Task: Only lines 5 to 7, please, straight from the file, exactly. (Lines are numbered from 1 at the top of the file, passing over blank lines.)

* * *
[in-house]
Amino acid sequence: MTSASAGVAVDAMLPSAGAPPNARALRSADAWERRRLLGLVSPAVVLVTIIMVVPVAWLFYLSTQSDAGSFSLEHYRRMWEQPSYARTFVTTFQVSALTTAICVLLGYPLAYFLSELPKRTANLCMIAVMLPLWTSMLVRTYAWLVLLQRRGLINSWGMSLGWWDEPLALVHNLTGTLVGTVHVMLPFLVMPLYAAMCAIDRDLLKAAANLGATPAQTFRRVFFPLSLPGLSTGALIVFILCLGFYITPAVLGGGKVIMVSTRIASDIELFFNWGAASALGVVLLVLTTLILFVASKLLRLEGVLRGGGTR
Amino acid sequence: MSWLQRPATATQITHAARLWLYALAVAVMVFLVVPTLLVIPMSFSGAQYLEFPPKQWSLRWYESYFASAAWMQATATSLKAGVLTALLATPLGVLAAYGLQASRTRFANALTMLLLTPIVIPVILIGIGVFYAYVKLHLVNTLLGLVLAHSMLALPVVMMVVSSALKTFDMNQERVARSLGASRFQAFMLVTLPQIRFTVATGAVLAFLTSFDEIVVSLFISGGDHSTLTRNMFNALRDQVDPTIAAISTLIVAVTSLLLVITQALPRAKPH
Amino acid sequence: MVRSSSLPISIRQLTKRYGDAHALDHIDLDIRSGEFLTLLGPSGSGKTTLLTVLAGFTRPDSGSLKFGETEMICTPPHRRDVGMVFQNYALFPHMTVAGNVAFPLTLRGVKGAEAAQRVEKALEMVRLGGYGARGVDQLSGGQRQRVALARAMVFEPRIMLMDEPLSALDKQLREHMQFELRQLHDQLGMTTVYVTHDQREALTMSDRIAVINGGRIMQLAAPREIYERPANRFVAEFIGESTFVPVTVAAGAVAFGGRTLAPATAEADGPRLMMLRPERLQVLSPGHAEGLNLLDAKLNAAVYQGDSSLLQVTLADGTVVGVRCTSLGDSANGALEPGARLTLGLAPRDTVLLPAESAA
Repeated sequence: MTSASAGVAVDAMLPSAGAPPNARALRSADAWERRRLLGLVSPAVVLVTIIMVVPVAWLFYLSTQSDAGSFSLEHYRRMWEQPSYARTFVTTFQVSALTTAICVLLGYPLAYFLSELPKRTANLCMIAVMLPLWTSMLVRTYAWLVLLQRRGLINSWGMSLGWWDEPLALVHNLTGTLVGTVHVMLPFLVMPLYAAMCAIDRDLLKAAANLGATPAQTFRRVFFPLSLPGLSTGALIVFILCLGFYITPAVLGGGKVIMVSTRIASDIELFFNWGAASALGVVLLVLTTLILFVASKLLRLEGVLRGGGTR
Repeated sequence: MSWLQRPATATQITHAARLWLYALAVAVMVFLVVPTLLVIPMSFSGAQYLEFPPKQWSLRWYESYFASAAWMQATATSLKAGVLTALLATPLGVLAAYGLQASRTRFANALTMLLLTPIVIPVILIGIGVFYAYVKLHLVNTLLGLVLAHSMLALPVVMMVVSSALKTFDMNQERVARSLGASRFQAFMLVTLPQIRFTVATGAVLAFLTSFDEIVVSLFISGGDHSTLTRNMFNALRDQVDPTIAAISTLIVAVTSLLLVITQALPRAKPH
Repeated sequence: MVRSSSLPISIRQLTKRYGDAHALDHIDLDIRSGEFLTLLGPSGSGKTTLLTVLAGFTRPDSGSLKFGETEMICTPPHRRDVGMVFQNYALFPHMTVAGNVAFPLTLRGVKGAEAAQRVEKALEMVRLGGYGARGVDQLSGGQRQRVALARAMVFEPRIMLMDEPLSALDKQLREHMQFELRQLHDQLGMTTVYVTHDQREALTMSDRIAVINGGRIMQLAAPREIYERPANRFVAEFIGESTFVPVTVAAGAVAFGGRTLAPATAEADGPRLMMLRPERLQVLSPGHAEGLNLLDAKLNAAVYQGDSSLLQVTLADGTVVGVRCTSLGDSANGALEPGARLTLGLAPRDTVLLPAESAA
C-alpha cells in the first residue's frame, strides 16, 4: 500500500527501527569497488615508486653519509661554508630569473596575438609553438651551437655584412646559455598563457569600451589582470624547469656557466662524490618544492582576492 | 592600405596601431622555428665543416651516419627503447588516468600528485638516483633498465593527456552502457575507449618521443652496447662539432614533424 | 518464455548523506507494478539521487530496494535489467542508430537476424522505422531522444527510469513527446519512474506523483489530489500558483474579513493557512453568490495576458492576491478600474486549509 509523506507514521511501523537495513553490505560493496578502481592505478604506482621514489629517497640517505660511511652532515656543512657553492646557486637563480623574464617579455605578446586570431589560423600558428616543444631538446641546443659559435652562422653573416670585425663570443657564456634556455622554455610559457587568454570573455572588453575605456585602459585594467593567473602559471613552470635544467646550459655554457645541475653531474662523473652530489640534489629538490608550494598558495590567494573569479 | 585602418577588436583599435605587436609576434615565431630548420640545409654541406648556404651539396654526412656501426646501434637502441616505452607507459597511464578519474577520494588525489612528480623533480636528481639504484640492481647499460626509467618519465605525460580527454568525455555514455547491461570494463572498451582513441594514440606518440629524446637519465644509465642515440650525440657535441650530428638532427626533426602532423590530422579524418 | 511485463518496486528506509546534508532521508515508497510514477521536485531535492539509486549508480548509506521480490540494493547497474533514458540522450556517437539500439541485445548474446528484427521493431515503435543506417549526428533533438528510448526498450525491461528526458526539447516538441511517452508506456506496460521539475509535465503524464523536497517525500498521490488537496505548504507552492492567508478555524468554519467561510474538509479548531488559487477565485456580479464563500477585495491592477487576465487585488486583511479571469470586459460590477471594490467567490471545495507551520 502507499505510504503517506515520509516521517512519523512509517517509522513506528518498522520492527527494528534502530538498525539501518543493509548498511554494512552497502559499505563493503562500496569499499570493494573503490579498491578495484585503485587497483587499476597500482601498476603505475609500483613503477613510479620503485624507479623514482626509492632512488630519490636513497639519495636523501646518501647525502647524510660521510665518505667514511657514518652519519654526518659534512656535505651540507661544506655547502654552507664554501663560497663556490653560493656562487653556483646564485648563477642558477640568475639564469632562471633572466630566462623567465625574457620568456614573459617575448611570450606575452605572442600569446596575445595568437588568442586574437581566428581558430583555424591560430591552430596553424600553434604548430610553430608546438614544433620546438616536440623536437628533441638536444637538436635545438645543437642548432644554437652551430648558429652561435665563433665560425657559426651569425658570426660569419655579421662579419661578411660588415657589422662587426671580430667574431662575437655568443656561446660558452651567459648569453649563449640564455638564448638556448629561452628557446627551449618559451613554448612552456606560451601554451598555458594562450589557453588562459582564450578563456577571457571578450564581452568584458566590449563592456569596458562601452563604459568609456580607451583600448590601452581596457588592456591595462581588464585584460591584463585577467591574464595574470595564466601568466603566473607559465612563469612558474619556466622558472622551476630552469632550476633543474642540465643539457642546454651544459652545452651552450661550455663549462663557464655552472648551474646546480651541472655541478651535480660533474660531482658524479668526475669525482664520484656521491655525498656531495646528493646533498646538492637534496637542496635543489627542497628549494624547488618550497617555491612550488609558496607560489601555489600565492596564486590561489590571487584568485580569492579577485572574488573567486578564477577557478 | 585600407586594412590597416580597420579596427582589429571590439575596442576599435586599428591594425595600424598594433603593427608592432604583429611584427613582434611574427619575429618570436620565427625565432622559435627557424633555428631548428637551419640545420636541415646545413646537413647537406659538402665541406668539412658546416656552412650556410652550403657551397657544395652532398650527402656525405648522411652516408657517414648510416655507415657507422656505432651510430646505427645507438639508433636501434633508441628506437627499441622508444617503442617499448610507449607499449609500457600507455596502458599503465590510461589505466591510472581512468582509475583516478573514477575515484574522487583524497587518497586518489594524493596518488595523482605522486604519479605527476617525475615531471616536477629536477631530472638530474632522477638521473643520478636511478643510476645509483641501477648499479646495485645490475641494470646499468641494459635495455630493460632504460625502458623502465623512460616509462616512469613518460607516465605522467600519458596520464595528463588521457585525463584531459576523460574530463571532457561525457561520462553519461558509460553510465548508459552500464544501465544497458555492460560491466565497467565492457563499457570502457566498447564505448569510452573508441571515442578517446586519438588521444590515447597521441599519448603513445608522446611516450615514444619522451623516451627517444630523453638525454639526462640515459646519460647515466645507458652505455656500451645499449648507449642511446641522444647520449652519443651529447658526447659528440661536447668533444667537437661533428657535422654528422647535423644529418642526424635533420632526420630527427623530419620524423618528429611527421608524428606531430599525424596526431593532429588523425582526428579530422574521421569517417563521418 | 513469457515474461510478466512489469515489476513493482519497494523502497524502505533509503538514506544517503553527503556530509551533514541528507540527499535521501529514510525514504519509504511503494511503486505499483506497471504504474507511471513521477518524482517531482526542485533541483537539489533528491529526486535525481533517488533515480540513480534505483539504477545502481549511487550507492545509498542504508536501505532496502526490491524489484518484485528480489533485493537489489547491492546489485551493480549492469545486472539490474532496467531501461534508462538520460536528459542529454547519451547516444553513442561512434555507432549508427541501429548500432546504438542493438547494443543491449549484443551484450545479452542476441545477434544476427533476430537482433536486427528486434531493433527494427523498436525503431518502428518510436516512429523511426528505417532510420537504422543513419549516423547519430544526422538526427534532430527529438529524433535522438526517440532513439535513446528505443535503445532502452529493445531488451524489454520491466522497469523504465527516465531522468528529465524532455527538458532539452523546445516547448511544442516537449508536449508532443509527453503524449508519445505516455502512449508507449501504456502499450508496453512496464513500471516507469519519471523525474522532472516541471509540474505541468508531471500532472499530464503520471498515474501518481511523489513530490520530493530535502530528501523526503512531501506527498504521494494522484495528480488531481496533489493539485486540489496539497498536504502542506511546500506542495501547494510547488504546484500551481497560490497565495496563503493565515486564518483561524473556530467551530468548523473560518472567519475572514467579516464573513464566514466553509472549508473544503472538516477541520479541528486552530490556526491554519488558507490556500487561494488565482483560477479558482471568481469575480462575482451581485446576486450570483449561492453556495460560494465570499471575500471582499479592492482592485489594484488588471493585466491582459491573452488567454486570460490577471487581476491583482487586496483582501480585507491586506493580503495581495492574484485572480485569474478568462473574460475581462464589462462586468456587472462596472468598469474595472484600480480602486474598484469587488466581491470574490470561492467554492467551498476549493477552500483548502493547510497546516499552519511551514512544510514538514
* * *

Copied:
Repeated sequence: MTSASAGVAVDAMLPSAGAPPNARALRSADAWERRRLLGLVSPAVVLVTIIMVVPVAWLFYLSTQSDAGSFSLEHYRRMWEQPSYARTFVTTFQVSALTTAICVLLGYPLAYFLSELPKRTANLCMIAVMLPLWTSMLVRTYAWLVLLQRRGLINSWGMSLGWWDEPLALVHNLTGTLVGTVHVMLPFLVMPLYAAMCAIDRDLLKAAANLGATPAQTFRRVFFPLSLPGLSTGALIVFILCLGFYITPAVLGGGKVIMVSTRIASDIELFFNWGAASALGVVLLVLTTLILFVASKLLRLEGVLRGGGTR
Repeated sequence: MSWLQRPATATQITHAARLWLYALAVAVMVFLVVPTLLVIPMSFSGAQYLEFPPKQWSLRWYESYFASAAWMQATATSLKAGVLTALLATPLGVLAAYGLQASRTRFANALTMLLLTPIVIPVILIGIGVFYAYVKLHLVNTLLGLVLAHSMLALPVVMMVVSSALKTFDMNQERVARSLGASRFQAFMLVTLPQIRFTVATGAVLAFLTSFDEIVVSLFISGGDHSTLTRNMFNALRDQVDPTIAAISTLIVAVTSLLLVITQALPRAKPH
Repeated sequence: MVRSSSLPISIRQLTKRYGDAHALDHIDLDIRSGEFLTLLGPSGSGKTTLLTVLAGFTRPDSGSLKFGETEMICTPPHRRDVGMVFQNYALFPHMTVAGNVAFPLTLRGVKGAEAAQRVEKALEMVRLGGYGARGVDQLSGGQRQRVALARAMVFEPRIMLMDEPLSALDKQLREHMQFELRQLHDQLGMTTVYVTHDQREALTMSDRIAVINGGRIMQLAAPREIYERPANRFVAEFIGESTFVPVTVAAGAVAFGGRTLAPATAEADGPRLMMLRPERLQVLSPGHAEGLNLLDAKLNAAVYQGDSSLLQVTLADGTVVGVRCTSLGDSANGALEPGARLTLGLAPRDTVLLPAESAA